Waking City

Trip Start Dec 30, 2005
1
5
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Trip End Jan 11, 2006


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Thursday, January 5, 2006

I woke in the middle of the night not so much in pain but still uncomfortable and restless. Having thought I could surely find something open I headed out to see what the city looked like around 6. With bars and clubs just closing and cafes and restaurants not yet open, I walked the streets for two hours straight, wet, alone and cold. It was fascinating to watch everything wake up. The homeless started gathering their things and clearing way for the tourists. The lights in the Louvre started systematically turning on wing by wing. Cafe owners started taking chairs down and setting up tables, often with a solo sipper standing at the bar keeping them company. The two man team of street cleaners would go by spraying water and sweeping the stream away. I came by Place Vendome and the Jardin du Palais Royal by accident. Both were beautiful but eerie in the still dark morning (sunrises around 8:30, and even then rarely too bright). There were a few lonely joggers and businessmen on their way.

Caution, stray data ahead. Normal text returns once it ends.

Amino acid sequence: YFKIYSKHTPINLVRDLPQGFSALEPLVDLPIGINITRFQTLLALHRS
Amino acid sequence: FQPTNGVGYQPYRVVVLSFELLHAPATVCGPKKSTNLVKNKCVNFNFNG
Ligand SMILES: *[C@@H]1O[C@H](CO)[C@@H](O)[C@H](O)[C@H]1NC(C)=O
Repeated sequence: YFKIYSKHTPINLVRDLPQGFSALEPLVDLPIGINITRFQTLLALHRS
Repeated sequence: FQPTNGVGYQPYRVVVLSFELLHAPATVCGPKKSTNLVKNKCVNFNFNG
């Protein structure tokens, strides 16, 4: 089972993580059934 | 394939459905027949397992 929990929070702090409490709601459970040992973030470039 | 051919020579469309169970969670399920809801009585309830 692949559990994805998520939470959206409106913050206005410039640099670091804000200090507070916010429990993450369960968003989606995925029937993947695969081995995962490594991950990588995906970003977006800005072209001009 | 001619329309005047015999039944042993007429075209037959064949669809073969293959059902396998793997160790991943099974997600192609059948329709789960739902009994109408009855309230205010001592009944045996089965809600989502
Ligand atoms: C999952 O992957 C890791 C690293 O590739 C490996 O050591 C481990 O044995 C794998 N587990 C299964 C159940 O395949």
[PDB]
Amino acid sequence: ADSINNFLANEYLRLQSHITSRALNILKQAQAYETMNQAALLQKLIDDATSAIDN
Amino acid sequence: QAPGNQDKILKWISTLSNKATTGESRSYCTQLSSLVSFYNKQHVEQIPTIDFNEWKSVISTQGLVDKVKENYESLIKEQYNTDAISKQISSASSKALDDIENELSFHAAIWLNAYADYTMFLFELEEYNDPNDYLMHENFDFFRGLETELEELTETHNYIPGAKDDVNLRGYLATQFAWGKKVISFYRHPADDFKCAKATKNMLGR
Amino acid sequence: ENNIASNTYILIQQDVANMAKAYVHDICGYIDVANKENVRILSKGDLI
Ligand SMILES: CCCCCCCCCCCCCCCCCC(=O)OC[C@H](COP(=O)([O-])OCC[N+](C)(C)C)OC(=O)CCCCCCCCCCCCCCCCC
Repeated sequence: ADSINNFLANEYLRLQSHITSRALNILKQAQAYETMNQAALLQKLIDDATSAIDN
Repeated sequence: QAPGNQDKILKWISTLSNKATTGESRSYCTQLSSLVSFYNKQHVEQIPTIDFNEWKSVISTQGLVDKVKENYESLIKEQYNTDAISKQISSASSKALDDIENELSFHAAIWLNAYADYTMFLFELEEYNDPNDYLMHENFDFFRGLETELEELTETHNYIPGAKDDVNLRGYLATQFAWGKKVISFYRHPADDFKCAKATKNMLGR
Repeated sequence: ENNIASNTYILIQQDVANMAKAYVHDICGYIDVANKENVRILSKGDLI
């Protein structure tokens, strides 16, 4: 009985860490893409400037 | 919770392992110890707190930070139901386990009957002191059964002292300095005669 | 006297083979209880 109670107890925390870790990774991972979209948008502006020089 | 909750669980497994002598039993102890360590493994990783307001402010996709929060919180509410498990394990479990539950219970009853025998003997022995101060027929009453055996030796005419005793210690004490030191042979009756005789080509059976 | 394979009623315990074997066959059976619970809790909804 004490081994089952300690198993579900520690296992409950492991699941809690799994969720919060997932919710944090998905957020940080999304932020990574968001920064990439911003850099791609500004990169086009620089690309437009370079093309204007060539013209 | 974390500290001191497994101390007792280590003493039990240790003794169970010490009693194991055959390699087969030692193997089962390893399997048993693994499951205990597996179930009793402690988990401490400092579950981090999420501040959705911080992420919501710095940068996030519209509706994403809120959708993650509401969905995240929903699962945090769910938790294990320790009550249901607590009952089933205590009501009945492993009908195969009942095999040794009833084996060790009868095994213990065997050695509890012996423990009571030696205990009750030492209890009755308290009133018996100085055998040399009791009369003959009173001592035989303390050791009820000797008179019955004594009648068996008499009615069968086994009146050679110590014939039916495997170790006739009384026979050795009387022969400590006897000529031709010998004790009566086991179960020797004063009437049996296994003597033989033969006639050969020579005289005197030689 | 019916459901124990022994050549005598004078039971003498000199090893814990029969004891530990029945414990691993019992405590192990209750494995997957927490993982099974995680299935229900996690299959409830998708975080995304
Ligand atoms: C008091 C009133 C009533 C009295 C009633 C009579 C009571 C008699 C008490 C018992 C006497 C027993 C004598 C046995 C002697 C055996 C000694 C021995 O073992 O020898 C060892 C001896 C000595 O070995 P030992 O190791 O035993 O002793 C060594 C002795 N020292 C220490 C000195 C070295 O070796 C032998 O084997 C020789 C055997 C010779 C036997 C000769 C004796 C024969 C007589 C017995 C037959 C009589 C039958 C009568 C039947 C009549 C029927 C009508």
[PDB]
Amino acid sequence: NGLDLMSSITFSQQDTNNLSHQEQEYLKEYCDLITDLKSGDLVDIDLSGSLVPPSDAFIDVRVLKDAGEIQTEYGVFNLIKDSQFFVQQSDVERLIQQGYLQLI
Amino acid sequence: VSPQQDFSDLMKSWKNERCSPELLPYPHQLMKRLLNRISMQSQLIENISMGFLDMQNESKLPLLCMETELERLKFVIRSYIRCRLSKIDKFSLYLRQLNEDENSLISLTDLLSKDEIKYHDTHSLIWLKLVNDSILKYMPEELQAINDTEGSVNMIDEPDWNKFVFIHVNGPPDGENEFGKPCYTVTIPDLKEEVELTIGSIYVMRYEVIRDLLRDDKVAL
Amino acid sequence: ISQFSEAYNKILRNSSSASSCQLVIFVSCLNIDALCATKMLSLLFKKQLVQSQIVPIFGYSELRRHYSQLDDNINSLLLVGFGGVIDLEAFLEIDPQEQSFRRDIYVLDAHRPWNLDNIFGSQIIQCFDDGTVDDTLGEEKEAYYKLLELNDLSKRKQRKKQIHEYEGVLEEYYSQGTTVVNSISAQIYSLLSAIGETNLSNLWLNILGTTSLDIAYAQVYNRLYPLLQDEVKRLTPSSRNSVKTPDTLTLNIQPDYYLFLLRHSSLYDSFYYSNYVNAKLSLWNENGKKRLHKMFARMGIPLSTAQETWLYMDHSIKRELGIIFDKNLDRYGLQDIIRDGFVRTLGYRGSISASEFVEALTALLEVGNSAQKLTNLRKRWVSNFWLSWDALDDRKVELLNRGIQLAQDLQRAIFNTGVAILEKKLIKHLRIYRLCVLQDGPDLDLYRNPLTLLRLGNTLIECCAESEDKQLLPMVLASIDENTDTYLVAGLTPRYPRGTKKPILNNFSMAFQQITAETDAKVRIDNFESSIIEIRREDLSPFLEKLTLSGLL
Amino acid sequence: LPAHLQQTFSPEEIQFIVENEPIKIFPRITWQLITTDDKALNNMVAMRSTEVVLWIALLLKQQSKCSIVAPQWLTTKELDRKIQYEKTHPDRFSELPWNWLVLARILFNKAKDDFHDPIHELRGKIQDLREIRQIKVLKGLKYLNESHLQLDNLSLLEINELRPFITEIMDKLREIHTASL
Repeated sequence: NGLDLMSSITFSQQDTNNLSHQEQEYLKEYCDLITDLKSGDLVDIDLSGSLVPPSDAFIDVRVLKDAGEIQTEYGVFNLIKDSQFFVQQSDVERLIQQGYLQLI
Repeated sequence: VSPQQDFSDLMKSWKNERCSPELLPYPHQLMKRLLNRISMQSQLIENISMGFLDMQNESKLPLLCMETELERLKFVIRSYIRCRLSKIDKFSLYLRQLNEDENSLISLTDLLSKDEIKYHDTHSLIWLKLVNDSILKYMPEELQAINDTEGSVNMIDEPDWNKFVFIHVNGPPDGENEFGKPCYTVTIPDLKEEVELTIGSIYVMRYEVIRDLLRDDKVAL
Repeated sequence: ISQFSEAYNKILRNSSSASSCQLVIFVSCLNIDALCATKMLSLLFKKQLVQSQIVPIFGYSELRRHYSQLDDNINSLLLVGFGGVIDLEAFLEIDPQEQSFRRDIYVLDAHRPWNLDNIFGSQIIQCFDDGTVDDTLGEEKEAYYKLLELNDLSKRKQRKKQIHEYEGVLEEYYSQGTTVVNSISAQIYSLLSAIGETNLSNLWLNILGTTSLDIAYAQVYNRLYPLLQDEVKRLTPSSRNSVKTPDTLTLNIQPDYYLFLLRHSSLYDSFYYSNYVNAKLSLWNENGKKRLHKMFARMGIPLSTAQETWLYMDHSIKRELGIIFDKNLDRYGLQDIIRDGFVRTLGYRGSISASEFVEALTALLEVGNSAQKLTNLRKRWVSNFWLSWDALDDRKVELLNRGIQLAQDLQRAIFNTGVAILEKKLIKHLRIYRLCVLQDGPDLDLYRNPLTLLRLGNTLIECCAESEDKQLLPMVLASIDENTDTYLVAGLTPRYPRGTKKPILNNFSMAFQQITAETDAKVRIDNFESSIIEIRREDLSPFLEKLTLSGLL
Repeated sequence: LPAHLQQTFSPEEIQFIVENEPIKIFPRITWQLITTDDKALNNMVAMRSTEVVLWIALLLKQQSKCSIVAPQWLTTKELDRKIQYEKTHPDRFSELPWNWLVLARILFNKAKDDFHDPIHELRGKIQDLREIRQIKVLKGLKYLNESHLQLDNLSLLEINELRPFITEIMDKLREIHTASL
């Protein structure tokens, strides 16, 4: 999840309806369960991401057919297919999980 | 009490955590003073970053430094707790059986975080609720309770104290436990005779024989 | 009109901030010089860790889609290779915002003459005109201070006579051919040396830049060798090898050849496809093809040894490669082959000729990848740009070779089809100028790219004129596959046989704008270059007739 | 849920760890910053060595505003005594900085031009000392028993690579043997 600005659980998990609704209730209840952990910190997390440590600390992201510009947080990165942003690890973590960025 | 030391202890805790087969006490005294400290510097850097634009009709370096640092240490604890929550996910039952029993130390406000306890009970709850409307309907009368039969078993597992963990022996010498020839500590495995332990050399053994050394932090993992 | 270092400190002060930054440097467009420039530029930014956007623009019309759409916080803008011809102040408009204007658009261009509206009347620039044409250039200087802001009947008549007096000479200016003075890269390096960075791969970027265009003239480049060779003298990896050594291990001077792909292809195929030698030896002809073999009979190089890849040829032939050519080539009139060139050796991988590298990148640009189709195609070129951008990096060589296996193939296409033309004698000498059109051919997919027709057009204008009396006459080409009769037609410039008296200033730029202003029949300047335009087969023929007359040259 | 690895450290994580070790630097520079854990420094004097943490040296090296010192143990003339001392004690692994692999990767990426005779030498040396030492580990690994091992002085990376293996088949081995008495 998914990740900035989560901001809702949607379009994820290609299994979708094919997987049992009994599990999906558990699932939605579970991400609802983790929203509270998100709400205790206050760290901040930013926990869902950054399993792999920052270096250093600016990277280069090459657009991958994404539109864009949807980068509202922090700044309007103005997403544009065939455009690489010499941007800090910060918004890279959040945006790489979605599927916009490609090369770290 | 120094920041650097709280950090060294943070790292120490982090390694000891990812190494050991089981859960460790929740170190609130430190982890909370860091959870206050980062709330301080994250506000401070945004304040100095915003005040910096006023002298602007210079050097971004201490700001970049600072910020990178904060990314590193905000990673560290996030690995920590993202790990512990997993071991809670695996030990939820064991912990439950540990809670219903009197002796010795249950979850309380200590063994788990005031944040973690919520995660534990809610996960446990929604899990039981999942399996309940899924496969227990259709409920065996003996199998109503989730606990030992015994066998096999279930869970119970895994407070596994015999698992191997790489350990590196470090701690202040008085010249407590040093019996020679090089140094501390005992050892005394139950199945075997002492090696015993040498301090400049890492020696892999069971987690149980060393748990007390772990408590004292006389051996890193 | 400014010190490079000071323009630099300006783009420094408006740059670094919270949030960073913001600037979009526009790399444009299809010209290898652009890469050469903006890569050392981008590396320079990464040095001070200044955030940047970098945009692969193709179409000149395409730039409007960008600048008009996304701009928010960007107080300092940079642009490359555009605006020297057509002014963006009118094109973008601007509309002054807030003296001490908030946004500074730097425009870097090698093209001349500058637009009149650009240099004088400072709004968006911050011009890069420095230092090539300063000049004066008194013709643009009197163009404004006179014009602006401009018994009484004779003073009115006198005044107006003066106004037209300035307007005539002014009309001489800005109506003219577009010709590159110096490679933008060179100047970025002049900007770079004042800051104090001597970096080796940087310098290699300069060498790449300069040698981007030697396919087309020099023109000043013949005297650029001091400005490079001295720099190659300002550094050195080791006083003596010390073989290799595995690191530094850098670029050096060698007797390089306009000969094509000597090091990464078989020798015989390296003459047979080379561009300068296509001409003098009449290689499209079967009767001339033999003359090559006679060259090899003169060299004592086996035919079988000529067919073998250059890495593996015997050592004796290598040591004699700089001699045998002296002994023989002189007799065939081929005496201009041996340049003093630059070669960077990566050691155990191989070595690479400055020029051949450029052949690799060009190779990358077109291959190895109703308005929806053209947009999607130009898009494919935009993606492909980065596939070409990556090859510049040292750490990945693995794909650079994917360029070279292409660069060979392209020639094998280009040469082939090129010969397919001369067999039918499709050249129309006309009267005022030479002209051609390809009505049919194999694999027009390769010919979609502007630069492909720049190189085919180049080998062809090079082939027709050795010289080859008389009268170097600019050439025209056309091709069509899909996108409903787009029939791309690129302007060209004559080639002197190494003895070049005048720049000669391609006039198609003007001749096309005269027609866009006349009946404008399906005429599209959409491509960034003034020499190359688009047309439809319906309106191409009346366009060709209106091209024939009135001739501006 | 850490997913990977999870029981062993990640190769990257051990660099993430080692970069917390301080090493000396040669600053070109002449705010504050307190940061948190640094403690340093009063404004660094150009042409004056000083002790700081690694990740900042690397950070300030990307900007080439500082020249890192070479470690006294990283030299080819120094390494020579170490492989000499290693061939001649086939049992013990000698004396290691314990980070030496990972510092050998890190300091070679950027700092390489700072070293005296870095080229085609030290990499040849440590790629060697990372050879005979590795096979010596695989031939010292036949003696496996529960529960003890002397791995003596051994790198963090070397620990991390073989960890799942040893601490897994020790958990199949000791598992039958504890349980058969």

Fetched Ashley and after a nap we hit the Montmarte area. Started at the infamous Moulin Rouge for a photo op (fully clothed, thank you) and passed by the Abbesses Metro stop (famous for its original avant garde "Metropolitan" sign. Up to the steps of the Sacre Couer where the street peddlers were especially aggressive. I felt the presence of angry black men for the first time in Paris. Continued past an artist's market and was offered a panoramic view of the city at sunset.

Back to the area we were staying for a quick run through the Pompidou Centre. Just enough time to see the 3 big exhibitions. One on Dada, more of an educational/exploratory event for me rather than art appreciation. One on a French woman who studied with LeCorbusier and who's structural studies may not have been a big impact, the influence of her designs on a smaller scale (furniture, etc.) can be felt today, namely IKEA, Pottery Barn and the like aisles 1-10. The center itself was interesting. A stark contrast to the classical symmetry the French loved for so many years, it looked like an exoskeletal architectural study. Most structural elements were exposed: HVAC, escalators, pipes, etc.
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